What is Embryo Donation? How does it differ from Embryo Adoption?
Embryo Donation and Embryo Adoption are similar concepts, and sometimes the terms are used interchangeably. Both refer to the giving and receiving of fertilized eggs (embryos) that are created during an In Vitro Fertilization (IVF) cycle. During the process of IVF more embryos may be created than will be used. Once the individuals involved have determined that they will not use the additional embryos themselves, they are faced with the challenge of what to do with them. Their options, depending on their state of residence and the policies of the clinic used, are to:
- Continue to maintain them in storage indefinitely
- Thaw and don’t use (or transfer in a way that is unlikely or impossible to result in pregnancy)
- Donate them to scientific research
- Donate them to someone else who wants to conceive (embryo donation)
Embryo donation can provide the opportunity to assist others who want to conceive by donating available embryos and giving someone else the chance to start or add to their own family. Frequently, organizations using the term “embryo adoption” treat the donation as a traditional adoption, and may require home studies, lengthy application processes, and costly up-front fees. From a legal perspective, the terminology “adoption” implies that a child has already been born and is being placed into a family. In the case of embryo donation, the child will be born into the family, with the recipient couple being named on the birth certificate as parents. Like the donation of sperm or unfertilized eggs, embryo donation is a way of helping someone else conceive. In most states, embryo donation is legally handled as a transfer of private property, and medically handled as a donation of cells or tissue. A poll conducted by Harris Interactive indicates that, “respondents overwhelming think the term ’embryo donation,’ as opposed to ’embryo adoption,’ best describes this process.” (Embryo Donation Research: Select Findings, August 21, 2003) Miracles Waiting, feels that embryo donation more accurately describes the process of giving and receiving embryos, and chooses to use this terminology.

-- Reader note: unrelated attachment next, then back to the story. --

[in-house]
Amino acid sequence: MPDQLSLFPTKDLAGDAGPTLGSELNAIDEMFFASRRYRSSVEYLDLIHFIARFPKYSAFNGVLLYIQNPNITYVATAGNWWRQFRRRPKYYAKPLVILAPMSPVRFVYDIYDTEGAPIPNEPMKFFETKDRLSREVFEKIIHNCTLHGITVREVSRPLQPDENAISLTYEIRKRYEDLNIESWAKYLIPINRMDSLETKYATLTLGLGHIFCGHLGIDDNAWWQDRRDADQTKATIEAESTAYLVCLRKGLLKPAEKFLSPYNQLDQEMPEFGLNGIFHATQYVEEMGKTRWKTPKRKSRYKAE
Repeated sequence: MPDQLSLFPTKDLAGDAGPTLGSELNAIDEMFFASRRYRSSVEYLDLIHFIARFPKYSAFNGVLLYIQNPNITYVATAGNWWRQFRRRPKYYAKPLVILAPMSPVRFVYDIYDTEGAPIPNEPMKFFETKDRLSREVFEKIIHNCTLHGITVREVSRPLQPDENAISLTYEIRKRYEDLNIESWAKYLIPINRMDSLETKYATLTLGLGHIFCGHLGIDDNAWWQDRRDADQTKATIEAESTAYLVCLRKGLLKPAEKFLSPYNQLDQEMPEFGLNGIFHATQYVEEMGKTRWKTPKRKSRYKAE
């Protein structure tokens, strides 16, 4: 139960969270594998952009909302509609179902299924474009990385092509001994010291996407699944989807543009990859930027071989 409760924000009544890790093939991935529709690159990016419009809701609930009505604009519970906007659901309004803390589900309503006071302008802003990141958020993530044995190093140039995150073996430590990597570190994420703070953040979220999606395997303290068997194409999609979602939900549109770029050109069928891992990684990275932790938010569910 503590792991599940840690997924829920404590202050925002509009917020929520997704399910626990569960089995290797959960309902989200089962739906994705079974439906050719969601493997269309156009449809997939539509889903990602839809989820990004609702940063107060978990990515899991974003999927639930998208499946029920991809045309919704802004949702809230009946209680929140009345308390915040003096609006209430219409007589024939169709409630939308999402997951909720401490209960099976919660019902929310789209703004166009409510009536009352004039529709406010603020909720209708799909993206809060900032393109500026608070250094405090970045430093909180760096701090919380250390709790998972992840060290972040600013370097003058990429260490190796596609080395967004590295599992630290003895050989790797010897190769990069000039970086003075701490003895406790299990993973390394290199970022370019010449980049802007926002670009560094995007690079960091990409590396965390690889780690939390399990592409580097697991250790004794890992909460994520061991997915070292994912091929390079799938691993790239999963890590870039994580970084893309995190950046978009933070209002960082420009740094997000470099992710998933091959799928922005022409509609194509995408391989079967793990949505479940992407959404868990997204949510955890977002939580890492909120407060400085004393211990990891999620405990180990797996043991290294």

What is a Known Embryo Donation?